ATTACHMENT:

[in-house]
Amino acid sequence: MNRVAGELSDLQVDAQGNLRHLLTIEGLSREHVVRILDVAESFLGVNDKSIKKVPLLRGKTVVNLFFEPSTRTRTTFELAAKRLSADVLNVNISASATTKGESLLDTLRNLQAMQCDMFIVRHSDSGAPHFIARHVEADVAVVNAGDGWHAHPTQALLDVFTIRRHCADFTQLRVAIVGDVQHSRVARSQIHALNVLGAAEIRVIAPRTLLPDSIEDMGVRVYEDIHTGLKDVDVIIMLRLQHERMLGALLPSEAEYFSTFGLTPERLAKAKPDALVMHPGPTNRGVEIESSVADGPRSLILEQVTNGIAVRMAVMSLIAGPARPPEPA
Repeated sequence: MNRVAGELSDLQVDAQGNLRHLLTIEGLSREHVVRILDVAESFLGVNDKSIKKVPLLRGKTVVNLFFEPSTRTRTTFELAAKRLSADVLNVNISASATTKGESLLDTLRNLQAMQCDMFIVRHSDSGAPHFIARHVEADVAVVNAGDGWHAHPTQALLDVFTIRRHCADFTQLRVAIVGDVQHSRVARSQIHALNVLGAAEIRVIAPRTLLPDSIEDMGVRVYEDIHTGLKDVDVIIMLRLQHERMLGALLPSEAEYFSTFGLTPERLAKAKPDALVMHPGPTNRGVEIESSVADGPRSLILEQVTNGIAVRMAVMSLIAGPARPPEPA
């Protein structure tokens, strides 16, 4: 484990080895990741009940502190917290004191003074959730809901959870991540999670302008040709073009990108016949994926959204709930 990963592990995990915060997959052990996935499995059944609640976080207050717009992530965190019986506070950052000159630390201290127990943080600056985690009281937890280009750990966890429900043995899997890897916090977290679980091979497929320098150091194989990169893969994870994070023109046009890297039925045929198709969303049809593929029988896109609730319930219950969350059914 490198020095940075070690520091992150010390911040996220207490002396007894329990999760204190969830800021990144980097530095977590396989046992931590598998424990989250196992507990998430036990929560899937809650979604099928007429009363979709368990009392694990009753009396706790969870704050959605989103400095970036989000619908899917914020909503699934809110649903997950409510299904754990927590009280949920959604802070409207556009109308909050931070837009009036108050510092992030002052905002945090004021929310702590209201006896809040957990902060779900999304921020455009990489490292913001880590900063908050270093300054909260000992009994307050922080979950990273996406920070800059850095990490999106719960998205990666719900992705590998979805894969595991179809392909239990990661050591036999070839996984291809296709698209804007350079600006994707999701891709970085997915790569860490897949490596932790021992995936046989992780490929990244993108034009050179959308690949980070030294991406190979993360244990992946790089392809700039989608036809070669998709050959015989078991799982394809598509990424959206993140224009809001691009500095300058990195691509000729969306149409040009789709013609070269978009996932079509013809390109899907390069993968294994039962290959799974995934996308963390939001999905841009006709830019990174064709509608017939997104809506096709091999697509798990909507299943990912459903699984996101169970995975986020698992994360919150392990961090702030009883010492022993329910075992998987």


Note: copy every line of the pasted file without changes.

[in-house]
Amino acid sequence: MNRVAGELSDLQVDAQGNLRHLLTIEGLSREHVVRILDVAESFLGVNDKSIKKVPLLRGKTVVNLFFEPSTRTRTTFELAAKRLSADVLNVNISASATTKGESLLDTLRNLQAMQCDMFIVRHSDSGAPHFIARHVEADVAVVNAGDGWHAHPTQALLDVFTIRRHCADFTQLRVAIVGDVQHSRVARSQIHALNVLGAAEIRVIAPRTLLPDSIEDMGVRVYEDIHTGLKDVDVIIMLRLQHERMLGALLPSEAEYFSTFGLTPERLAKAKPDALVMHPGPTNRGVEIESSVADGPRSLILEQVTNGIAVRMAVMSLIAGPARPPEPA
Repeated sequence: MNRVAGELSDLQVDAQGNLRHLLTIEGLSREHVVRILDVAESFLGVNDKSIKKVPLLRGKTVVNLFFEPSTRTRTTFELAAKRLSADVLNVNISASATTKGESLLDTLRNLQAMQCDMFIVRHSDSGAPHFIARHVEADVAVVNAGDGWHAHPTQALLDVFTIRRHCADFTQLRVAIVGDVQHSRVARSQIHALNVLGAAEIRVIAPRTLLPDSIEDMGVRVYEDIHTGLKDVDVIIMLRLQHERMLGALLPSEAEYFSTFGLTPERLAKAKPDALVMHPGPTNRGVEIESSVADGPRSLILEQVTNGIAVRMAVMSLIAGPARPPEPA
């Protein structure tokens, strides 16, 4: 484990080895990741009940502190917290004191003074959730809901959870991540999670302008040709073009990108016949994926959204709930 990963592990995990915060997959052990996935499995059944609640976080207050717009992530965190019986506070950052000159630390201290127990943080600056985690009281937890280009750990966890429900043995899997890897916090977290679980091979497929320098150091194989990169893969994870994070023109046009890297039925045929198709969303049809593929029988896109609730319930219950969350059914 490198020095940075070690520091992150010390911040996220207490002396007894329990999760204190969830800021990144980097530095977590396989046992931590598998424990989250196992507990998430036990929560899937809650979604099928007429009363979709368990009392694990009753009396706790969870704050959605989103400095970036989000619908899917914020909503699934809110649903997950409510299904754990927590009280949920959604802070409207556009109308909050931070837009009036108050510092992030002052905002945090004021929310702590209201006896809040957990902060779900999304921020455009990489490292913001880590900063908050270093300054909260000992009994307050922080979950990273996406920070800059850095990490999106719960998205990666719900992705590998979805894969595991179809392909239990990661050591036999070839996984291809296709698209804007350079600006994707999701891709970085997915790569860490897949490596932790021992995936046989992780490929990244993108034009050179959308690949980070030294991406190979993360244990992946790089392809700039989608036809070669998709050959015989078991799982394809598509990424959206993140224009809001691009500095300058990195691509000729969306149409040009789709013609070269978009996932079509013809390109899907390069993968294994039962290959799974995934996308963390939001999905841009006709830019990174064709509608017939997104809506096709091999697509798990909507299943990912459903699984996101169970995975986020698992994360919150392990961090702030009883010492022993329910075992998987």